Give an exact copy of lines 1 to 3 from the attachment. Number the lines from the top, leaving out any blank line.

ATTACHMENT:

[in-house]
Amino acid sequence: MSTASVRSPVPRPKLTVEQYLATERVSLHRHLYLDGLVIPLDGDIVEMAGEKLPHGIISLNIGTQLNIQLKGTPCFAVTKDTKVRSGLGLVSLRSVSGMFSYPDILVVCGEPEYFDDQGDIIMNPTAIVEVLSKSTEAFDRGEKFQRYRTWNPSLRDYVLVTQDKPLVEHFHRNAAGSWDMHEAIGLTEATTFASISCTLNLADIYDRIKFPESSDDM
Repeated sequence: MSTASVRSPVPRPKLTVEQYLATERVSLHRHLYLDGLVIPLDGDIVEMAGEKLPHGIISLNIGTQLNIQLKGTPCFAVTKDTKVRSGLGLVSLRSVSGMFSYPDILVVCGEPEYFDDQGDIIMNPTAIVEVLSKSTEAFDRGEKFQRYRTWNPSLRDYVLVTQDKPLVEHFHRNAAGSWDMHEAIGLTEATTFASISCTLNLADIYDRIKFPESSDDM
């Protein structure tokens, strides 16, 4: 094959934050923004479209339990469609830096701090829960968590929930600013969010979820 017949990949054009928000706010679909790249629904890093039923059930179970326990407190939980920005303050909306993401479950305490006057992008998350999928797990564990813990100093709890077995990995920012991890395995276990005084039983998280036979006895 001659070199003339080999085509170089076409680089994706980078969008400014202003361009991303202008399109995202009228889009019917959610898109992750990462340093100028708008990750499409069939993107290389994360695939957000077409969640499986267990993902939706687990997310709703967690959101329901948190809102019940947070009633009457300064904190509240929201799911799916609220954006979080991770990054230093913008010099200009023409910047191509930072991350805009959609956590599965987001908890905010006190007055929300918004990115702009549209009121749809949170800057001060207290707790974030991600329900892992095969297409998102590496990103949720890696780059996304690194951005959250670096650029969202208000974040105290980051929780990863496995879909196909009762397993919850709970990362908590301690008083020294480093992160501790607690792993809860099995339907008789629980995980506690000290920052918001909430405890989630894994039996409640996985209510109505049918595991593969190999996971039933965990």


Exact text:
[in-house]
Amino acid sequence: MSTASVRSPVPRPKLTVEQYLATERVSLHRHLYLDGLVIPLDGDIVEMAGEKLPHGIISLNIGTQLNIQLKGTPCFAVTKDTKVRSGLGLVSLRSVSGMFSYPDILVVCGEPEYFDDQGDIIMNPTAIVEVLSKSTEAFDRGEKFQRYRTWNPSLRDYVLVTQDKPLVEHFHRNAAGSWDMHEAIGLTEATTFASISCTLNLADIYDRIKFPESSDDM
Repeated sequence: MSTASVRSPVPRPKLTVEQYLATERVSLHRHLYLDGLVIPLDGDIVEMAGEKLPHGIISLNIGTQLNIQLKGTPCFAVTKDTKVRSGLGLVSLRSVSGMFSYPDILVVCGEPEYFDDQGDIIMNPTAIVEVLSKSTEAFDRGEKFQRYRTWNPSLRDYVLVTQDKPLVEHFHRNAAGSWDMHEAIGLTEATTFASISCTLNLADIYDRIKFPESSDDM